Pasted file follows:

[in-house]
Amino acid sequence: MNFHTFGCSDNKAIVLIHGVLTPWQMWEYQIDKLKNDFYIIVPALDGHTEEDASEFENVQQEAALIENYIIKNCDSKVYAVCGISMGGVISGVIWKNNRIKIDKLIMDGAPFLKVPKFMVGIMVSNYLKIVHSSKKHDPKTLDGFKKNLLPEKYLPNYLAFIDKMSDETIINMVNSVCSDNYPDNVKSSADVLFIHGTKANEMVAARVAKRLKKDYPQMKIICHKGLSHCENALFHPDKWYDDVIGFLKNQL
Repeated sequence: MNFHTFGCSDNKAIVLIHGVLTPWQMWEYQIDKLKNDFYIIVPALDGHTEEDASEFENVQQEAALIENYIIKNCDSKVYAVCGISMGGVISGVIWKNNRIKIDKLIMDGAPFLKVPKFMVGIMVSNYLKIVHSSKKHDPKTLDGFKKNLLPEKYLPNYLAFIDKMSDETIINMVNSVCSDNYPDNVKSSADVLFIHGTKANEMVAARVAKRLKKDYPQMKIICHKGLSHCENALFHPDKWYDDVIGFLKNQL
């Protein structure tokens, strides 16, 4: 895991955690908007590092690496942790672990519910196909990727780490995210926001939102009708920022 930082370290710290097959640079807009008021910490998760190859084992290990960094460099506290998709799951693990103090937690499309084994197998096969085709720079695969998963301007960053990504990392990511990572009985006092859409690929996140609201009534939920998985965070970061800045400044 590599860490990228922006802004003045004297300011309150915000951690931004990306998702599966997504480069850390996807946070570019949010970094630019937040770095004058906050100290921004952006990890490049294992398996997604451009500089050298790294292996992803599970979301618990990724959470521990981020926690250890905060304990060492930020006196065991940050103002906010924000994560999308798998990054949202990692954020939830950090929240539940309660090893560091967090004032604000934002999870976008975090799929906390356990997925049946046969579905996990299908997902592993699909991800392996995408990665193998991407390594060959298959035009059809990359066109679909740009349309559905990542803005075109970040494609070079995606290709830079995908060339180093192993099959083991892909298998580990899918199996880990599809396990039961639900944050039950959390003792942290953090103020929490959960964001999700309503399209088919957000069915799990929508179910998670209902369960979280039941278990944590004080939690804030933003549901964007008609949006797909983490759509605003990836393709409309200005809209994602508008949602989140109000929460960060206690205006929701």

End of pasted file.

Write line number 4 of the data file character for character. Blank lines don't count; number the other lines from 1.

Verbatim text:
């Protein structure tokens, strides 16, 4: 895991955690908007590092690496942790672990519910196909990727780490995210926001939102009708920022 930082370290710290097959640079807009008021910490998760190859084992290990960094460099506290998709799951693990103090937690499309084994197998096969085709720079695969998963301007960053990504990392990511990572009985006092859409690929996140609201009534939920998985965070970061800045400044 590599860490990228922006802004003045004297300011309150915000951690931004990306998702599966997504480069850390996807946070570019949010970094630019937040770095004058906050100290921004952006990890490049294992398996997604451009500089050298790294292996992803599970979301618990990724959470521990981020926690250890905060304990060492930020006196065991940050103002906010924000994560999308798998990054949202990692954020939830950090929240539940309660090893560091967090004032604000934002999870976008975090799929906390356990997925049946046969579905996990299908997902592993699909991800392996995408990665193998991407390594060959298959035009059809990359066109679909740009349309559905990542803005075109970040494609070079995606290709830079995908060339180093192993099959083991892909298998580990899918199996880990599809396990039961639900944050039950959390003792942290953090103020929490959960964001999700309503399209088919957000069915799990929508179910998670209902369960979280039941278990944590004080939690804030933003549901964007008609949006797909983490759509605003990836393709409309200005809209994602508008949602989140109000929460960060206690205006929701």